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Growth signs and changes

Apart from the fact the cost of copper continues to rise, the future looks good for the structured cabling, networking and telecommunications sectors heading into 2007.


November 1, 2006  


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Apart from the fact the cost of copper continues to rise, the future looks good for the structured cabling, networking and telecommunications sectors heading into 2007.

That much is evident from the conjectures, predictions and observations being released by research and analyst firms as one year ends and another is set to begin. For the most part, all are overwhelmingly bullish.

For example, an Oct. 30 news release from the Yankee Group stated that the telecommunications industry is now experiencing a rebound in carrier capital expenditures, which will continue to grow faster than carrier revenues for the next three years.

Senior analyst Nick Maynard predicted that vendors able to capitalize on this opportunity today will reap the benefits for the next-generation market share for the near future.

He added that new service deployments driving capex are influenced by development of triple-play offerings, the explosion of high-speed enterprise networks and the integration of wireless and fixed services.

There are signs of growth everywhere. For example, in late August, the Boston-based Yankee Group predicted that the next three years will be a prime period for VoIP, particularly in contact centres. The VoIP penetration rates of agent seats will increase from 16% in 2005 to more than 60% by 2009.

Perry Greenbaum writes in this issue’s cover story that the plethora of activity occurring bodes well for the structured cabling industry in a number of ways. For one, network planners have to address the need for a highly secure and fast Internet.

There is also the IP convergence factor and specifically the role video will play. Long considered the poor cousin to voice and data, Cisco Systems Inc. is hoping to change all that with its TelePresence Meeting offering, a patented remote communications offering that the company says creates in-person experiences between people, places and events, whether they live across town or across the world.

“Despite their relatively low-cost, there are a variety of reasons why traditional video systems sit dormant and dusty in conference rooms around the world,” a Cisco white paper states. “Chief among them is that the systems are not reliable, offer low quality and are too difficult to schedule and use. Once scheduled, they are frequently hobbled by technical issues, either in initial setup, or during the meeting with difficulty in seeing or hearing.”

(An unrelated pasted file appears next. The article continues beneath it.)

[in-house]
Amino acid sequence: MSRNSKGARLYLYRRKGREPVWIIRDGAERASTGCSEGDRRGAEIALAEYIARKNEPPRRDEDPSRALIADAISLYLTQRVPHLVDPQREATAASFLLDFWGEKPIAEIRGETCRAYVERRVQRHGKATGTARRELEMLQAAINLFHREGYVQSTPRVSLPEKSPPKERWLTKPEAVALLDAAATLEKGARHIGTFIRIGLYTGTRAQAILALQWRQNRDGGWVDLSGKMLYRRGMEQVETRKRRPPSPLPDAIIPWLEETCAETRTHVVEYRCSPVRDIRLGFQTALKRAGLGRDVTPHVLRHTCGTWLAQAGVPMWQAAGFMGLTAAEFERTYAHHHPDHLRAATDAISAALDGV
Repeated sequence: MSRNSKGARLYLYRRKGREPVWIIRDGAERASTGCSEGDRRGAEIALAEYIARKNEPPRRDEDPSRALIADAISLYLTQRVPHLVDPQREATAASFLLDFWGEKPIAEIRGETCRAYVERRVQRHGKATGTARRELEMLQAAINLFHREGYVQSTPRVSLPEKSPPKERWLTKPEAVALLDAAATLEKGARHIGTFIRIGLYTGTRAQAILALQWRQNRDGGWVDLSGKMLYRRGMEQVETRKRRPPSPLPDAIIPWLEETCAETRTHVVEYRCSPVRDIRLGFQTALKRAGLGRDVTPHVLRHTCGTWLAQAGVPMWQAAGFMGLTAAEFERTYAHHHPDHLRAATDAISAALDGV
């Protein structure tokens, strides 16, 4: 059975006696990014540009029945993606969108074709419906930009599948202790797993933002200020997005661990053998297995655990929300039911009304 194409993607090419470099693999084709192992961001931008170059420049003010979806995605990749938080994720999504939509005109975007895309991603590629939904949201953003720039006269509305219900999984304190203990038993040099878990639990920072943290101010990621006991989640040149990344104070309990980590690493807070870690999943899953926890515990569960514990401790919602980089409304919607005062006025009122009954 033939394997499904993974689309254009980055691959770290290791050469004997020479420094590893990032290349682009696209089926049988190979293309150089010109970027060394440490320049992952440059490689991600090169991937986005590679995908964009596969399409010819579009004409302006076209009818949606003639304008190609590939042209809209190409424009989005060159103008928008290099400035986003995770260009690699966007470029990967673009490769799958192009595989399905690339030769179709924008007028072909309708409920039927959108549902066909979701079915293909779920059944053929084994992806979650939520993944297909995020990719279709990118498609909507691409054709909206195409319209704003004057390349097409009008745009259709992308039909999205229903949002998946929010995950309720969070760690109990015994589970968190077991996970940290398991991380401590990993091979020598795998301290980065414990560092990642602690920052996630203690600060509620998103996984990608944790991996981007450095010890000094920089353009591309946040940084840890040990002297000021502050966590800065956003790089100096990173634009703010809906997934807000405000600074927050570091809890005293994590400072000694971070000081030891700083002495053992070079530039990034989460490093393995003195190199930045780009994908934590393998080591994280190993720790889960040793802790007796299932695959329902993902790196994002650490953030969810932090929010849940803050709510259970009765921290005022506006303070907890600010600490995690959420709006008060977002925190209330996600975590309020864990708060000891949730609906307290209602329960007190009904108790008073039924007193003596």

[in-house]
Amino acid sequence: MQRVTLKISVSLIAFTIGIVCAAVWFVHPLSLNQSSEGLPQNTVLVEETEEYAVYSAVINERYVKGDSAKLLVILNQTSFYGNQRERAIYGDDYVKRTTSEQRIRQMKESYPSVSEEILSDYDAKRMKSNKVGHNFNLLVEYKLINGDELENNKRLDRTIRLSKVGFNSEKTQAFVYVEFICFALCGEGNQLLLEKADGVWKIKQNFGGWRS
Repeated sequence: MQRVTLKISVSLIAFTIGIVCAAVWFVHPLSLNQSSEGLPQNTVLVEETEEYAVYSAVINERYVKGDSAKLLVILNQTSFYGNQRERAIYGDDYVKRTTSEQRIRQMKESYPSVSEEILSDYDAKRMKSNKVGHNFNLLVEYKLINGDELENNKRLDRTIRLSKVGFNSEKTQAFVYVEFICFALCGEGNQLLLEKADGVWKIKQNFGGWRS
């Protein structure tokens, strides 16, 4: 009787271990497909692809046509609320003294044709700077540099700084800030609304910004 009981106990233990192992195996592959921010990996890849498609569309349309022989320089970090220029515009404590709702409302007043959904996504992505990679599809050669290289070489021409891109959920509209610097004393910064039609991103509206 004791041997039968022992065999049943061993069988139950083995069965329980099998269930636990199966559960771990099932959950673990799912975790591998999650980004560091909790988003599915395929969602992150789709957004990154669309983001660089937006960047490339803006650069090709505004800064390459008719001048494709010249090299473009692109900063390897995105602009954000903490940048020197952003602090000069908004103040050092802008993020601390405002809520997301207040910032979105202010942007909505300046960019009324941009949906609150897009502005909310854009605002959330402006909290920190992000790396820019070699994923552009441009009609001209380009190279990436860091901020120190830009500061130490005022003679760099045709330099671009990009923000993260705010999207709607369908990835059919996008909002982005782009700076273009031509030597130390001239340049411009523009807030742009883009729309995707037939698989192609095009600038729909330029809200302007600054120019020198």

Marthin De Beer, vice president of Cisco’s Emerging Markets Technology Group said the network has evolved from the information superhighway of the 1990s to a platform for all forms of communications, enabling new business models never possible before.

Independent consulting firm Sage Research notes that current research suggests that legacy video techhnology’s near future could resemble IP telephony’s recent past: “The widespread growth of IP telephony has introduced many enterprises to the potential power of converged networks. These systems have produced a real payback for the companies that have adopted them and may only be a preview of further benefits to be mined from converged network technology.”

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This issue marks Maureen Levy’s return to the magazine as publisher. She replaces Vaios Petsis, who left at the end of October to pursue other interests after spending nine years with the Business Information Group.

Levy, who will also maintain her current role as publisher of Canadian Consulting Engineer, played a pivotal role in turning Cabling Systems Magazine, the former name of CNS, into a success story after it launched in 1998.

She can be reached at 416 510-5111 or via e-mail at mlevy@cnsmagazine.com